Expanding the understanding of equine and human diseases
By Dan Gurvich
A Cornell veterinary immunologist and a mare from his research herd are at the center of what may turn out to be the most important breakthrough for horses since the advent of the horseshoe some 2,000 years ago. The completed map of the horse genome has already enabled advances in equine medicine, from the study of simple genetic traits to complex multi-gene conditions and the genetic regulation of development and healing. In addition, the horse genome holds the potential to shed light on human genetics and disease.
A paper published in this week’s edition of the journal Science—written by the international Horse Genome Project team that includes Dr. Doug Antczak, Dorothy Havemeyer McConville Professor of Equine Medicine at the Baker Institute for Animal Health—provides a high quality draft of the approximately 2.7-billion DNA base pair sequence, as well as comparative analysis and population genetics of the horse. Among the paper’s findings is that the arrangements of genes on individual chromosomes between horses and humans are actually quite similar. This high degree of conserved synteny between horses and humans will assist comparative and translational researchers in using insights from one species to illuminate the other. The study’s authors also note that horse population history has led to important genetic similarities across horse breeds, increasing the feasibility of across-breed mapping.
“The horse genome sequence is changing equine research and clinical medicine fundamentally and completely,” said Antczak, who noted that it also promises insights for human medicine. “Researchers in many areas are rapidly adopting this technology, and those who are not using it may soon find themselves behind the times.”
Antczak has been a leading member of the Horse Genome Project from its inception in 1995. An immunologist, Antczak became involved in genetics while investigating the mechanism that allow a placenta and fetus to avoid destruction by the maternal immune system in pregnant mares. Twilight, a young Thoroughbred mare from Antczak’s research herd at McConville Barn had the distinction of being chosen as the DNA donor for the entire horse genome, which was sequenced in 2006 at MIT and Harvard’s Broad Institute.
The Horse Genome Project was originally supported by the Dorothy Russell Havemeyer Foundation, and later by other funding agencies, including the U.S. Department of Agriculture. However, in 2005 it received funding through the National Human Genome Research Institute at the National Institute of Health, which recognized the value of genomics work in the horse for its power to illuminate the human genome and generate knowledge valuable to human health.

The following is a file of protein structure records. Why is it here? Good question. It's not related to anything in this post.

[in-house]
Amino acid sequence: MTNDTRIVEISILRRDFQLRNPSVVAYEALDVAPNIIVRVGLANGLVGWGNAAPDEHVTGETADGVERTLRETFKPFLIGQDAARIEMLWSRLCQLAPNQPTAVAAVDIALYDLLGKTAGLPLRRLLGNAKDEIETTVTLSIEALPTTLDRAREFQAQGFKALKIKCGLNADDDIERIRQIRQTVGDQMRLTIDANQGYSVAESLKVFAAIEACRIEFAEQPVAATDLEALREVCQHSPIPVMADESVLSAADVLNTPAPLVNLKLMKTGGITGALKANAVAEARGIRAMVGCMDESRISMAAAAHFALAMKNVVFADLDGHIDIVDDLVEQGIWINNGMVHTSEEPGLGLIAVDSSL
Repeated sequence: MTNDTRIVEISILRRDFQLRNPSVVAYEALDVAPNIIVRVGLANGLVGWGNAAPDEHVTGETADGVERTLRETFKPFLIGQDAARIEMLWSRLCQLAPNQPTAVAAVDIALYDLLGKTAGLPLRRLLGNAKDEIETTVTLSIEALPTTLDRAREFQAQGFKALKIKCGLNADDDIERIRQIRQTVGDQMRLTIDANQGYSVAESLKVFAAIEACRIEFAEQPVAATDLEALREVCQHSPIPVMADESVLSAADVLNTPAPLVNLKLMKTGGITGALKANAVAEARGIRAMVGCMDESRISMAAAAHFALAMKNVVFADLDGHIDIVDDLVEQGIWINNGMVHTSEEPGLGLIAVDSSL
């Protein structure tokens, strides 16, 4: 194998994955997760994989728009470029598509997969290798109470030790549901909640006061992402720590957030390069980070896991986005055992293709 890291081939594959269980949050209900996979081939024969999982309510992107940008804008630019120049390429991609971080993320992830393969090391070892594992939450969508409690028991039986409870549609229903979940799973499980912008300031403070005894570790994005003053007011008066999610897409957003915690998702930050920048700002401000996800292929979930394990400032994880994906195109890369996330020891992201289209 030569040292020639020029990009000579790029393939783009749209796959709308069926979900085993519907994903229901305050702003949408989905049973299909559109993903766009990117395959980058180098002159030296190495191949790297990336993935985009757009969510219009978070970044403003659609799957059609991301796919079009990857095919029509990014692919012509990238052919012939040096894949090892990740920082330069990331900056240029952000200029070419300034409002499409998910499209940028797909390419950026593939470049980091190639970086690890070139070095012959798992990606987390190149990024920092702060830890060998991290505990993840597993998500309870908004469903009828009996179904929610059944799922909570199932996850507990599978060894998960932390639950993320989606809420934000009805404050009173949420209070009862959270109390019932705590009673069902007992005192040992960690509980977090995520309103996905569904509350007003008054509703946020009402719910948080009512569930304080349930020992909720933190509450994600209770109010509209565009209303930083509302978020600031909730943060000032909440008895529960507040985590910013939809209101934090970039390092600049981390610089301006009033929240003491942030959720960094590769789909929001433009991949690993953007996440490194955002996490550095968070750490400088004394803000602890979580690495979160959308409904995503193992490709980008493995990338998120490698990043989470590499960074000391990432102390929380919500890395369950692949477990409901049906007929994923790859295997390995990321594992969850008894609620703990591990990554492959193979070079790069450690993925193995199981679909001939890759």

In the area of translational medical application, genome mapping has already enabled the development of genetic tests for approximately 10 simple inherited genetic diseases, including Severe Combined Immunodeficiency Disease of Arabian horses, Lethal White of Paint horses, HERDA and HYPP of Quarter Horses. Genetic testing for these single-gene disorders, some of them fatal, is becoming standard practice for certain horse breeds and may soon eradicate these conditions.
Another highly promising application of the horse genome is the development of expression arrays. These miniature devices contain probes for all of the 20,000+ genes of the horse on chips that can be used to profile gene activity across the genome, illuminating unknown functions and mechanisms of normal physiology and disease. Expression profiling may one day produce breakthroughs in areas as diverse lameness, lung disease, reproduction, and immunology. For example, at the College of Veterinary Medicine, Dr. Alan Nixon, Professor of Large Animal Surgery and Director of the Comparative Orthopedics Laboratory, is using equine expression arrays to investigate osteochondritis dissecans, a common and debilitating cartilage disease in growing animals and children. Dr. Dorothy Ainsworth, Professor of Large Animal Medicine, is utilizing the technology to study equine chronic lung disease. And Dr. Tracy Stokol, Assistant Professor of Clinical Pathology plans to apply the expression array developed in Antczak’s laboratory to study aspects of equine herpes virus disease
Dan Gurvich is a Special Assistant to the Dean for Strategic Initiatives in the College of Veterinary Medicine and a contributing Staff Writer for College publications.